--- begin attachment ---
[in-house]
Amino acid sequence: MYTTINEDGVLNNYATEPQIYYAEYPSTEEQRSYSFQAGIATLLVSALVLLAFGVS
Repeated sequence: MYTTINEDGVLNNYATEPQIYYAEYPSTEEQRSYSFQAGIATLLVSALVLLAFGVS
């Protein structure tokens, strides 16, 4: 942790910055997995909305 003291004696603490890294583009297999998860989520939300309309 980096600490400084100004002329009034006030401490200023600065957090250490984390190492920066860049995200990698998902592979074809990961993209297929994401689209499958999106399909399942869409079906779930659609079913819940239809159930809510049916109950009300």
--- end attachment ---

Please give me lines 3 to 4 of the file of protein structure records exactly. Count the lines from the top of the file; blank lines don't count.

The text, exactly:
Repeated sequence: MYTTINEDGVLNNYATEPQIYYAEYPSTEEQRSYSFQAGIATLLVSALVLLAFGVS
């Protein structure tokens, strides 16, 4: 942790910055997995909305 003291004696603490890294583009297999998860989520939300309309 980096600490400084100004002329009034006030401490200023600065957090250490984390190492920066860049995200990698998902592979074809990961993209297929994401689209499958999106399909399942869409079906779930659609079913819940239809159930809510049916109950009300």